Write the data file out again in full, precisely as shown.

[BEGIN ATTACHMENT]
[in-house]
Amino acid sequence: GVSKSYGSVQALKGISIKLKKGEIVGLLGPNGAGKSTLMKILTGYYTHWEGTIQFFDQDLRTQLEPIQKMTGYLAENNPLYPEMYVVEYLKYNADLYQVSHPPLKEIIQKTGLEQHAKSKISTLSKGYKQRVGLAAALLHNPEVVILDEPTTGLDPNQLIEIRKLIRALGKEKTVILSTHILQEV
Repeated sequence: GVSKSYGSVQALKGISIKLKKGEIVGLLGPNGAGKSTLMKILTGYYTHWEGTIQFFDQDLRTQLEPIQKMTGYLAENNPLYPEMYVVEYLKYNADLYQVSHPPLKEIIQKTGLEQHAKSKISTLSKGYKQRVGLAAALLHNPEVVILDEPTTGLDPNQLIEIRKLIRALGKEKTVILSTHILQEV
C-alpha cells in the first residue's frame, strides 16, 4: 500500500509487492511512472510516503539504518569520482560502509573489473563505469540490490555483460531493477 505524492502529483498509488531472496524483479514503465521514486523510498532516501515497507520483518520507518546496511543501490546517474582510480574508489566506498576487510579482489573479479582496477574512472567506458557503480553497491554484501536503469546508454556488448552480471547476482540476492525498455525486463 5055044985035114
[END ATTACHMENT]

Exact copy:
[in-house]
Amino acid sequence: GVSKSYGSVQALKGISIKLKKGEIVGLLGPNGAGKSTLMKILTGYYTHWEGTIQFFDQDLRTQLEPIQKMTGYLAENNPLYPEMYVVEYLKYNADLYQVSHPPLKEIIQKTGLEQHAKSKISTLSKGYKQRVGLAAALLHNPEVVILDEPTTGLDPNQLIEIRKLIRALGKEKTVILSTHILQEV
Repeated sequence: GVSKSYGSVQALKGISIKLKKGEIVGLLGPNGAGKSTLMKILTGYYTHWEGTIQFFDQDLRTQLEPIQKMTGYLAENNPLYPEMYVVEYLKYNADLYQVSHPPLKEIIQKTGLEQHAKSKISTLSKGYKQRVGLAAALLHNPEVVILDEPTTGLDPNQLIEIRKLIRALGKEKTVILSTHILQEV
C-alpha cells in the first residue's frame, strides 16, 4: 500500500509487492511512472510516503539504518569520482560502509573489473563505469540490490555483460531493477 505524492502529483498509488531472496524483479514503465521514486523510498532516501515497507520483518520507518546496511543501490546517474582510480574508489566506498576487510579482489573479479582496477574512472567506458557503480553497491554484501536503469546508454556488448552480471547476482540476492525498455525486463 5055044985035114